Beijing retests absolve Jamaicans

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Former Jamaican world championship relay medalist Riker Hylton faces a panel in Kingston on March 30 after filing an application to have his provisional ban for breaching antidoping rules dismissed. [Photo/Agencies]

The IOC said it had not detected any significant abuse of clenbuterol after finding "very low levels" of the banned substance during retesting of samples from the Beijing Olympics.

The International Olympic Committee's comments on Monday came one day after German broadcaster ARD reported that traces of the banned substance were found in samples provided by members of the Jamaican sprint team at the 2008 Games.

Jamaica won 10 medals in the sprint events, led by Usain Bolt, who took gold in the men's 100 and 200 metres.

In a statement, the IOC said that "very low levels of clenbuterol" were found in the cases of athletes from a number of countries and different sports. It said the athletes were "innocent" and could not give any more details.

Without mentioning Jamaica or the ARD allegations, the IOC said that all values were "in the range of potential meat contamination cases".

It said it "carefully deliberated" whether or not to proceed with the cases and consulted the World Anti-Doping Agency (WADA).

According to the IOC, WADA said it could find "no significant and consistent pattern of abuse of clenbuterol in these cases and that it would be appropriate not to take these cases any further".

Jamaican officials said they hope the IOC and WADA will set the record straight with regard to the ARD report.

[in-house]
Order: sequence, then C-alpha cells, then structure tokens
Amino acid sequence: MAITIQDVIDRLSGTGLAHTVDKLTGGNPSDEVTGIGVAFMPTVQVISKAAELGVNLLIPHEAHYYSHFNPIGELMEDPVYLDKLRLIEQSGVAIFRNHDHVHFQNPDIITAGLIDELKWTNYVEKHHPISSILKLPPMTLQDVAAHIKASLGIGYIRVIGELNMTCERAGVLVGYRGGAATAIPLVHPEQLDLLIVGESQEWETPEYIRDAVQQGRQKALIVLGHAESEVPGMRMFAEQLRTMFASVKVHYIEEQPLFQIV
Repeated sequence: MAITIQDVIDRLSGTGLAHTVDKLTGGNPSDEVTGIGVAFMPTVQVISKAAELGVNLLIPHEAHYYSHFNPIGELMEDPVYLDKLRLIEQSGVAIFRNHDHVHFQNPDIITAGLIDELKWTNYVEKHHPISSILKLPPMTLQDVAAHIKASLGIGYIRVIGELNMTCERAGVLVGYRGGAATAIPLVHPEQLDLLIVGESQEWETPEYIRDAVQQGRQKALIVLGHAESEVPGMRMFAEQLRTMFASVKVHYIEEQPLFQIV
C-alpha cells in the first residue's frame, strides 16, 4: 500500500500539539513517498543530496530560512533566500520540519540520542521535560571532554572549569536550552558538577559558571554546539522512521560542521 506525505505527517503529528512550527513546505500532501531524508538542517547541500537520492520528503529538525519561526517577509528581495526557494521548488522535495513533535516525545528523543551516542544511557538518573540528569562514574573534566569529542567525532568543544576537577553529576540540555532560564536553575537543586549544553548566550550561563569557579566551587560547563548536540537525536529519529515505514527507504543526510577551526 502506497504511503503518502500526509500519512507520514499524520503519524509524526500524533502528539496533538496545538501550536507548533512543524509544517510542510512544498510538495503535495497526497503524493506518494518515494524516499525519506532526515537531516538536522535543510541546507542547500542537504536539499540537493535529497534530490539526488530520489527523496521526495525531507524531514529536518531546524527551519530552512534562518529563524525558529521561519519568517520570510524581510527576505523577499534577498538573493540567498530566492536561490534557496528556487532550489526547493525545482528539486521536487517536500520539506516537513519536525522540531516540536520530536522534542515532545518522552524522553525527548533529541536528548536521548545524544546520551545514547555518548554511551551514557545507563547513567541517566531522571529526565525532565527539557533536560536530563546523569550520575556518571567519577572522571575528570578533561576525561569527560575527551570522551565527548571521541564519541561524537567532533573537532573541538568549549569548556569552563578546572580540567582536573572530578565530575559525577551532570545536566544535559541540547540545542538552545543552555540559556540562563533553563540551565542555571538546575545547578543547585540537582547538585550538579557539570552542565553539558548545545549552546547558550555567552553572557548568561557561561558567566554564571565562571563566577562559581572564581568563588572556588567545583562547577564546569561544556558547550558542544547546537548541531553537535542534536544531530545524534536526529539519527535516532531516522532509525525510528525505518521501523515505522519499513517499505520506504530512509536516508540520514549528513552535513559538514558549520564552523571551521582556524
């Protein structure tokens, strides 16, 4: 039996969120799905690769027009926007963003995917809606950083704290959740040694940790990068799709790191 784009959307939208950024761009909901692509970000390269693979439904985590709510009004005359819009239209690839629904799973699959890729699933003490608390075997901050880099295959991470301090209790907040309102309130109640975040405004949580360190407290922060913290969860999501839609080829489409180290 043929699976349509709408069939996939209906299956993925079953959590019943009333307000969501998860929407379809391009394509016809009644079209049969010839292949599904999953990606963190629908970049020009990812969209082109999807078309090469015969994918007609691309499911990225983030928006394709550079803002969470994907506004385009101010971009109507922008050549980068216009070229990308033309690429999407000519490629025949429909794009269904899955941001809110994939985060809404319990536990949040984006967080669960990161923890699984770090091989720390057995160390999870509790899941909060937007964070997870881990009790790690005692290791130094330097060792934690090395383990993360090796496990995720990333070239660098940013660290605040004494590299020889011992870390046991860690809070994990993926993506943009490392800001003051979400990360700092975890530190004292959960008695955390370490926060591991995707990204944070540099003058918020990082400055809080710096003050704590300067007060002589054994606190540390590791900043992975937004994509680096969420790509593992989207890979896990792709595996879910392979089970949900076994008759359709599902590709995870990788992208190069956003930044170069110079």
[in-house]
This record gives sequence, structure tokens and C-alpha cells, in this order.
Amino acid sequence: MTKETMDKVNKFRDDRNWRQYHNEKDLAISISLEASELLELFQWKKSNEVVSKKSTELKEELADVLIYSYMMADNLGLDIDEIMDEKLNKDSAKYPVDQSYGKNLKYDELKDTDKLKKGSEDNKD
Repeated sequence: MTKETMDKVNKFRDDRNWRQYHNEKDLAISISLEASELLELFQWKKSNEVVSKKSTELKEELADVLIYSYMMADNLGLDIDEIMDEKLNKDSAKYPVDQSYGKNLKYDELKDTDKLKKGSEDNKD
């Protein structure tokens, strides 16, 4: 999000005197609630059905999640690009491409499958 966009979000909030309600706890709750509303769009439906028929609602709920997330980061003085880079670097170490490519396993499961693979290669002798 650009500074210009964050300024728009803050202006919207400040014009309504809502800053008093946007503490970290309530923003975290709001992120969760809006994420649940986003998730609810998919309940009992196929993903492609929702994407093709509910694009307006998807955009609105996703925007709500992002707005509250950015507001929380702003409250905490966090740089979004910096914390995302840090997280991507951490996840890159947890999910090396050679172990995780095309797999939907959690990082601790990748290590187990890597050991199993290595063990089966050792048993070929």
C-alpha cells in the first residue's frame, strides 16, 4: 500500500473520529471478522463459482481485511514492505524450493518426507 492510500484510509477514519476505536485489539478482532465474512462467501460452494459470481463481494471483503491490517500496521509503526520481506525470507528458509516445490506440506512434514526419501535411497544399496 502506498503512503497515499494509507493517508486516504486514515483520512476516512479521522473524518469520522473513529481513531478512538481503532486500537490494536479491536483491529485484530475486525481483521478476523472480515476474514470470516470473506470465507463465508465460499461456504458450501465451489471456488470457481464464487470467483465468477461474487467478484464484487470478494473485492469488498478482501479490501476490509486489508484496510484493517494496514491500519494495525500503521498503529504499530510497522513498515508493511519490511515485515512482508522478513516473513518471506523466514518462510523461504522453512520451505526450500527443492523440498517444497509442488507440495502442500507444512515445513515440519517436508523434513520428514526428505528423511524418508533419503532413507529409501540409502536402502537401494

"I think some of the innuendoes and assertions have been unfortunate, if not outright false, and hopefully these will be corrected by the IOC and WADA in due course," said Jamaica Olympic Association president Mike Fennell.

He said his association had not received any official notification from the IOC or WADA about the allegations.

"It is clear there are many people in the world that want to get at Jamaica because some of them feel that we have been far too successful and we do not deserve to be successful," Fennell added.

"They cannot believe that this little country can produce so many superstars and they are trying to find some way to damage that.

"Our athletes are clean and we respect the anti-doping rules."

Warren Blake, president of the Jamaica Athletics Administrative Association, also questioned if the report was aimed "at trying to destroy Jamaica's good name".

"I find it very interesting that the WADA official that they showed in the documentary made no mention of sprinters, but yet still they have extrapolated from Jamaican athletes to sprinters," he said.

The IOC stores samples for a decade to test with newer methods or for new substances. It ordered retests of samples from Beijing in the run-up to last year's Rio Olympics to try to root out drug cheats.

Clenbuterol is a performance-enhancing substance sometimes found in weight-loss pills and is on the WADA banned list.

In 2011, more than 100 players tested positive for clenbuterol during the under-17 soccer world championship held in Mexico.

They were also acquitted of any wrongdoing after FIFA, soccer's world governing body, said they were victims of a health problem in the country.

However, double Tour de France champion Alberto Contador of Spain was handed a two-year ban for testing positive for clenbuterol during the 2010 race, despite maintaining that he had eaten contaminated meat.

Jamaica was stripped of the Beijing 4x100 meters gold medal in January when Nesta Carter was found in retests of his sample to have taken the banned stimulant methylhexaneamine.

As a result of the retesting, every member of the relay team was ordered to forfeit their medal, including Bolt.

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